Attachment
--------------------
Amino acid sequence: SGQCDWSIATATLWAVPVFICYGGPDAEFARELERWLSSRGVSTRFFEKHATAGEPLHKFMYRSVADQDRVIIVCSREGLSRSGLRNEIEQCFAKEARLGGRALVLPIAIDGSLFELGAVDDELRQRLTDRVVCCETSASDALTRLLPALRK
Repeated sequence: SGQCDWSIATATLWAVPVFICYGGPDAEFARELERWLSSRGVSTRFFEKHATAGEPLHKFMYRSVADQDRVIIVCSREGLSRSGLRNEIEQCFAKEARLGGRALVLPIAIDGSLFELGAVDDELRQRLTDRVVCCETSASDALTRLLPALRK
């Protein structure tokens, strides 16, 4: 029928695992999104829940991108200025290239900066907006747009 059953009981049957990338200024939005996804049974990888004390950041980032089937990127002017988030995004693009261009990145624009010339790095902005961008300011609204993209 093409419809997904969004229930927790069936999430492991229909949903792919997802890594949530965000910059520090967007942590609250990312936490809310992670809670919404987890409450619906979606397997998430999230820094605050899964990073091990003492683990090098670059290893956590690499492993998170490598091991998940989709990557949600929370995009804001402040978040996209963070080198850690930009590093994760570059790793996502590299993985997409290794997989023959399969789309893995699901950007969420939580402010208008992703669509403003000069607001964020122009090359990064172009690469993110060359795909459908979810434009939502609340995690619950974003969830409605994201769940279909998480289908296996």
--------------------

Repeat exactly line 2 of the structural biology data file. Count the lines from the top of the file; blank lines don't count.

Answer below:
Repeated sequence: SGQCDWSIATATLWAVPVFICYGGPDAEFARELERWLSSRGVSTRFFEKHATAGEPLHKFMYRSVADQDRVIIVCSREGLSRSGLRNEIEQCFAKEARLGGRALVLPIAIDGSLFELGAVDDELRQRLTDRVVCCETSASDALTRLLPALRK